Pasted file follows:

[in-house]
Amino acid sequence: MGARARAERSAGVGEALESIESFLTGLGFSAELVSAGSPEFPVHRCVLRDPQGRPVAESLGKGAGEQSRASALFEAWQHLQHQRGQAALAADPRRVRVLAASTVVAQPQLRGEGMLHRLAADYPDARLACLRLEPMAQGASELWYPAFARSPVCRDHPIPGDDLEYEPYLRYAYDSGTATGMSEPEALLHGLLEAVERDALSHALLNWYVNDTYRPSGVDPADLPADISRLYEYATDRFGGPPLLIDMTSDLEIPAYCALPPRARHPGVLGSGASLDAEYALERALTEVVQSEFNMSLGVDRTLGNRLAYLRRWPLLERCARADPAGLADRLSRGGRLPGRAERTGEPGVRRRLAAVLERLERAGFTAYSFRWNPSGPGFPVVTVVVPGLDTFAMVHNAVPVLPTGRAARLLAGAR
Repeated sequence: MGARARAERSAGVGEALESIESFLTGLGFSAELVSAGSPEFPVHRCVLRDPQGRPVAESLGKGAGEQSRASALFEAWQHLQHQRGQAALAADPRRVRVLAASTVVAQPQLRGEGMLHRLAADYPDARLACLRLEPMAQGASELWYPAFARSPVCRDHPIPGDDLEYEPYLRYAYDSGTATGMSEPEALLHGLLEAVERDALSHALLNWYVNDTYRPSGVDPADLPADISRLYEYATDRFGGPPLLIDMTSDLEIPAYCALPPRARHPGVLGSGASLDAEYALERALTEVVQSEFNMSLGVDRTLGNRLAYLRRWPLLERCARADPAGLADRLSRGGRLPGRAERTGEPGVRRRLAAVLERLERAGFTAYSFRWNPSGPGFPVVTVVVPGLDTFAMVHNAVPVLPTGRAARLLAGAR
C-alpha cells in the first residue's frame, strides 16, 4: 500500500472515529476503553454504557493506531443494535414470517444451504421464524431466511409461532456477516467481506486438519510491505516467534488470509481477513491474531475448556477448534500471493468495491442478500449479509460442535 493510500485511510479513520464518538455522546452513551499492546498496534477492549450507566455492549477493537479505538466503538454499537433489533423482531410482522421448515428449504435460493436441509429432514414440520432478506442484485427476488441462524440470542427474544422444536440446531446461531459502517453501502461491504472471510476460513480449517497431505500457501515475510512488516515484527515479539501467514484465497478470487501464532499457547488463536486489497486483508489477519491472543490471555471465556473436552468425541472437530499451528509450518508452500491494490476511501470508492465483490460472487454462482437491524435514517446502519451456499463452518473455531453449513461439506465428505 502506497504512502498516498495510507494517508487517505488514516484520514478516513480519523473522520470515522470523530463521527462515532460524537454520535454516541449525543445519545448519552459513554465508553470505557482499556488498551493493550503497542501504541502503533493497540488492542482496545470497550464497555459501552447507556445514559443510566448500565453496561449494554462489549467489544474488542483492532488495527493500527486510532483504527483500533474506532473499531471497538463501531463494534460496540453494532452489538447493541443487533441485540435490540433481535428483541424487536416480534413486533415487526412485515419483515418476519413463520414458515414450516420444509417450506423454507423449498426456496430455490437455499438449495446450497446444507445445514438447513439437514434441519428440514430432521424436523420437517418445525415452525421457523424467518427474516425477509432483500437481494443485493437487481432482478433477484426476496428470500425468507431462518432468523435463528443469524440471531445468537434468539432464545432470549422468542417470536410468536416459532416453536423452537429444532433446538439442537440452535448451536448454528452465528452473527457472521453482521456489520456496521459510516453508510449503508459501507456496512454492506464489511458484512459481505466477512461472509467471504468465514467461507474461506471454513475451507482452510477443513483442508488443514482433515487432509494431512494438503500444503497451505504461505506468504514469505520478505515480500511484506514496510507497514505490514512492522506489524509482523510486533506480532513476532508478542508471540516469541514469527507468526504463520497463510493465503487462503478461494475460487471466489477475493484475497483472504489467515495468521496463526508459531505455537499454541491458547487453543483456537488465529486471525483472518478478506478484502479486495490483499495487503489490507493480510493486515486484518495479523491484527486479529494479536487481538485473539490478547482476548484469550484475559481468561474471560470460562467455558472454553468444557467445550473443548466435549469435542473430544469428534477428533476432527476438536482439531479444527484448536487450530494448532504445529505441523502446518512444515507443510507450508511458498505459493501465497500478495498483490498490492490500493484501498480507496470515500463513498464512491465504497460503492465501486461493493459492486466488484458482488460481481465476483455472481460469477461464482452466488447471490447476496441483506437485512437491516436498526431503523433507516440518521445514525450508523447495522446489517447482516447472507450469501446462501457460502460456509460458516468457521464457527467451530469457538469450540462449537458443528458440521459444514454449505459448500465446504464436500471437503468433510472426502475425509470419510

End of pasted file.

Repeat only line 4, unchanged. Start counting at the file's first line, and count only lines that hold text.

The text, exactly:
C-alpha cells in the first residue's frame, strides 16, 4: 500500500472515529476503553454504557493506531443494535414470517444451504421464524431466511409461532456477516467481506486438519510491505516467534488470509481477513491474531475448556477448534500471493468495491442478500449479509460442535 493510500485511510479513520464518538455522546452513551499492546498496534477492549450507566455492549477493537479505538466503538454499537433489533423482531410482522421448515428449504435460493436441509429432514414440520432478506442484485427476488441462524440470542427474544422444536440446531446461531459502517453501502461491504472471510476460513480449517497431505500457501515475510512488516515484527515479539501467514484465497478470487501464532499457547488463536486489497486483508489477519491472543490471555471465556473436552468425541472437530499451528509450518508452500491494490476511501470508492465483490460472487454462482437491524435514517446502519451456499463452518473455531453449513461439506465428505 502506497504512502498516498495510507494517508487517505488514516484520514478516513480519523473522520470515522470523530463521527462515532460524537454520535454516541449525543445519545448519552459513554465508553470505557482499556488498551493493550503497542501504541502503533493497540488492542482496545470497550464497555459501552447507556445514559443510566448500565453496561449494554462489549467489544474488542483492532488495527493500527486510532483504527483500533474506532473499531471497538463501531463494534460496540453494532452489538447493541443487533441485540435490540433481535428483541424487536416480534413486533415487526412485515419483515418476519413463520414458515414450516420444509417450506423454507423449498426456496430455490437455499438449495446450497446444507445445514438447513439437514434441519428440514430432521424436523420437517418445525415452525421457523424467518427474516425477509432483500437481494443485493437487481432482478433477484426476496428470500425468507431462518432468523435463528443469524440471531445468537434468539432464545432470549422468542417470536410468536416459532416453536423452537429444532433446538439442537440452535448451536448454528452465528452473527457472521453482521456489520456496521459510516453508510449503508459501507456496512454492506464489511458484512459481505466477512461472509467471504468465514467461507474461506471454513475451507482452510477443513483442508488443514482433515487432509494431512494438503500444503497451505504461505506468504514469505520478505515480500511484506514496510507497514505490514512492522506489524509482523510486533506480532513476532508478542508471540516469541514469527507468526504463520497463510493465503487462503478461494475460487471466489477475493484475497483472504489467515495468521496463526508459531505455537499454541491458547487453543483456537488465529486471525483472518478478506478484502479486495490483499495487503489490507493480510493486515486484518495479523491484527486479529494479536487481538485473539490478547482476548484469550484475559481468561474471560470460562467455558472454553468444557467445550473443548466435549469435542473430544469428534477428533476432527476438536482439531479444527484448536487450530494448532504445529505441523502446518512444515507443510507450508511458498505459493501465497500478495498483490498490492490500493484501498480507496470515500463513498464512491465504497460503492465501486461493493459492486466488484458482488460481481465476483455472481460469477461464482452466488447471490447476496441483506437485512437491516436498526431503523433507516440518521445514525450508523447495522446489517447482516447472507450469501446462501457460502460456509460458516468457521464457527467451530469457538469450540462449537458443528458440521459444514454449505459448500465446504464436500471437503468433510472426502475425509470419510